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Updated 10:00 AM February 18, 2005
 

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U-M designer hatches emergency shelter

Whether by war or natural disaster, when thousands of refugees need reliable, cheap, portable shelter, a temporary emergency hut developed by a University professor may provide a simple, stackable and biodegradable solution.
(Photo by Marcia Ledford, U-M Photo Services)

In addition to putting a roof over a person's head, the emergency shelter designed by Allen Samuels, a professor at the School of Art & Design, provides storage for some personal belongings, privacy and a clearly delineated sense of personal place for each user, indoors or out.

Samuels's initial interest in emergency shelters came from a newspaper article reporting on overcrowding in jails and the portable stacking beds used in those conditions.

"Although I found the plastic trays into which mattresses for prisoners were placed simple, inexpensive and easily cleaned," Samuels says, "they did not provide other necessities including basic comfort and a sense of individual space."

Samuels's design consists of a bed tray onto which a single foam or standard mattress can be placed. A disposable or reusable canopy attaches at one end. This canopy, or roof, when in a down position, provides occupants visual and audible privacy. When the canopy is raised and made vertical, its "C" shape, coupled with an attached fabric screen, provides a standing individual private space where the user can change clothing, groom and simply have a small but useable private area. Used separately from the sleeping pad, the canopy in its upright position can be placed in various configurations to provide privacy for dressing, grooming and using the toilet.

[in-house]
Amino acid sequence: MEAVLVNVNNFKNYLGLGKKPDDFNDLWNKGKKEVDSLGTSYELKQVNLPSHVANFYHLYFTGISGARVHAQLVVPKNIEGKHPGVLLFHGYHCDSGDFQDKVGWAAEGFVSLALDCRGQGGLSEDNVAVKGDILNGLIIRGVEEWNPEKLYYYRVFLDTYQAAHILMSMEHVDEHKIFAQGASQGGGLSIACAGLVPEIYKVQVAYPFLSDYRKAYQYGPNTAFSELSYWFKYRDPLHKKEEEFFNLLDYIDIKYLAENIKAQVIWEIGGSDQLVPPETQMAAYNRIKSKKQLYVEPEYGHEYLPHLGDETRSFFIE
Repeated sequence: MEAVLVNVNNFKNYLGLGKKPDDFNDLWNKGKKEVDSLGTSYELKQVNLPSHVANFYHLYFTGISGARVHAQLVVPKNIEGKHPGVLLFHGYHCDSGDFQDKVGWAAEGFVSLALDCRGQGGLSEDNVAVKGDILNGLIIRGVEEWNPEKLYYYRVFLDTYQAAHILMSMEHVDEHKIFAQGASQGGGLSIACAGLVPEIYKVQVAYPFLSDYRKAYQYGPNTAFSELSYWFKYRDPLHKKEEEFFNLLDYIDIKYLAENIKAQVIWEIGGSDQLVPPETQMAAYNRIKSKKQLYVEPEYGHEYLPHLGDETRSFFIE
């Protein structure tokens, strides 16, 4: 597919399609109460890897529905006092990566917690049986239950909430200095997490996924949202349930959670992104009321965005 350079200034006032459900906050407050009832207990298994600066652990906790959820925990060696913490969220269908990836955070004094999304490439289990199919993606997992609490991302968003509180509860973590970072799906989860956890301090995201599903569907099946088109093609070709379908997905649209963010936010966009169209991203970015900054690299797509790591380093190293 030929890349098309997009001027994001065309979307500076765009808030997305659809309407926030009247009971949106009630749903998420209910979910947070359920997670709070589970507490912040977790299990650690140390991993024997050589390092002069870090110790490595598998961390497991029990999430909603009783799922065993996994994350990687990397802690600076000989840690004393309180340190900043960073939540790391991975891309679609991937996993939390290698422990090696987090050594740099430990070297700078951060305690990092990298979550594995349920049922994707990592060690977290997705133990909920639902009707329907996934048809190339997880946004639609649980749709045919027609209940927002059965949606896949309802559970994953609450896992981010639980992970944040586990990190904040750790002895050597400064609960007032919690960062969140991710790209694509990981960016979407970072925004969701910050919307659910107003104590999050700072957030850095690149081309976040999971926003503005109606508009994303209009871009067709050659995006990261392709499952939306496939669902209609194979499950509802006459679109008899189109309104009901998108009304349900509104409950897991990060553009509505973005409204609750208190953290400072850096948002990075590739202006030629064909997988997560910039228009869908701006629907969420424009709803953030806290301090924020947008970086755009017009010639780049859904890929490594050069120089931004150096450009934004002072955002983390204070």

Samuels's designs for emergency shelters can be adapted for use by one or more persons, easily are positioned in groups or as free-standing units, and offer privacy and durability though light-weight and biodegradable. Samuels says he became interested in creating emergency shelters after reading a newspaper article about overcrowding in jails. One of the benefits of his design is that no tools are required to assemble the shelters. (Photos by Marcia Ledford, U-M Photo Services)

"The space also offers a paperboard disposable toilet device for personal hygiene, creating a temporary shelter that includes a sleep, storage, changing, grooming and toileting place," Samuels says. "This shelter can be used in an emergency situation or a setting where many individuals are hurriedly gathered, and space, privacy and other amenities are lacking."

Samuels also sees his shelter being outfitted with a portable filter-fan, interior lighting and external lighting to help establish the outside boundaries of each shelter.

Because Samuels's design has wheels on one end, it easily can be lifted and moved. When space allows, separate waterproof mats can be used between each structure, ensuring an appropriate amount of space between each shelter, thereby providing increased sound privacy between units—enhancing a sense of individual territory. These foam-filled mats also can function as a seat, play area or resting place outside the structure.

"A larger version of the individual shelter can accommodate a number of users such as a family," Samuels says. "They have all the same attributes as those designed for individuals."

The shelters may be made of lightweight materials that are either biodegradable or durable for long-term
storage.

Perhaps one of the most attractive points of Samuels's design is that no tools are required for assembly.

Samuels intends to seek out manufacturers interested in a collaborative effort, so, together, they can refine, finalize and prepare designs for commercialization.

Samuels has worked as an industrial designer for 40 years and has designed and developed new products for 29 corporations. His work includes the design of consumer cookware and furniture, medical equipment to support all aspects of heart by-pass surgery, medical and scientific instruments and systems, and a line of dissection microscopes appropriate for use by students in fifth grade through medical school.

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